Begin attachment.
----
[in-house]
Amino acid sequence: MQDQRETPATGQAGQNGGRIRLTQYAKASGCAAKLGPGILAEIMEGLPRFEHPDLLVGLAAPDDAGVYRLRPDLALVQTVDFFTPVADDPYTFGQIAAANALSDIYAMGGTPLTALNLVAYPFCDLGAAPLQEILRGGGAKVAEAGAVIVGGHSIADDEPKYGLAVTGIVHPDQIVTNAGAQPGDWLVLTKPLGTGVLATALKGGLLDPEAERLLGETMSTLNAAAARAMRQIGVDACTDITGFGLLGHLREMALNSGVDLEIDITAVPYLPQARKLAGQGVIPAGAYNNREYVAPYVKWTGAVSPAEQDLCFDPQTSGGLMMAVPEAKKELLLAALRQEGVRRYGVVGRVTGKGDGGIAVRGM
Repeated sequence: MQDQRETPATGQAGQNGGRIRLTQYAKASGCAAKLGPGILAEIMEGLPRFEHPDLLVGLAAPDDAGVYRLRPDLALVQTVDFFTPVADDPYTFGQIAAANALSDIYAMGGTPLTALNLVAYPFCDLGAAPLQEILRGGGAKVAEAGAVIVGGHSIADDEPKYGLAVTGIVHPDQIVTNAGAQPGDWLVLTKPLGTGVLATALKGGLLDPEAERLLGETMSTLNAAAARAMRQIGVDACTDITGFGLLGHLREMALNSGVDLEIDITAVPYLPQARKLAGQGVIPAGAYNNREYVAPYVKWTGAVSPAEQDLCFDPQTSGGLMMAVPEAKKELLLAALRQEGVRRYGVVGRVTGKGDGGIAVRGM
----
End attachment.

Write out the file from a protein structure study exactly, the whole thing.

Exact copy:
[in-house]
Amino acid sequence: MQDQRETPATGQAGQNGGRIRLTQYAKASGCAAKLGPGILAEIMEGLPRFEHPDLLVGLAAPDDAGVYRLRPDLALVQTVDFFTPVADDPYTFGQIAAANALSDIYAMGGTPLTALNLVAYPFCDLGAAPLQEILRGGGAKVAEAGAVIVGGHSIADDEPKYGLAVTGIVHPDQIVTNAGAQPGDWLVLTKPLGTGVLATALKGGLLDPEAERLLGETMSTLNAAAARAMRQIGVDACTDITGFGLLGHLREMALNSGVDLEIDITAVPYLPQARKLAGQGVIPAGAYNNREYVAPYVKWTGAVSPAEQDLCFDPQTSGGLMMAVPEAKKELLLAALRQEGVRRYGVVGRVTGKGDGGIAVRGM
Repeated sequence: MQDQRETPATGQAGQNGGRIRLTQYAKASGCAAKLGPGILAEIMEGLPRFEHPDLLVGLAAPDDAGVYRLRPDLALVQTVDFFTPVADDPYTFGQIAAANALSDIYAMGGTPLTALNLVAYPFCDLGAAPLQEILRGGGAKVAEAGAVIVGGHSIADDEPKYGLAVTGIVHPDQIVTNAGAQPGDWLVLTKPLGTGVLATALKGGLLDPEAERLLGETMSTLNAAAARAMRQIGVDACTDITGFGLLGHLREMALNSGVDLEIDITAVPYLPQARKLAGQGVIPAGAYNNREYVAPYVKWTGAVSPAEQDLCFDPQTSGGLMMAVPEAKKELLLAALRQEGVRRYGVVGRVTGKGDGGIAVRGM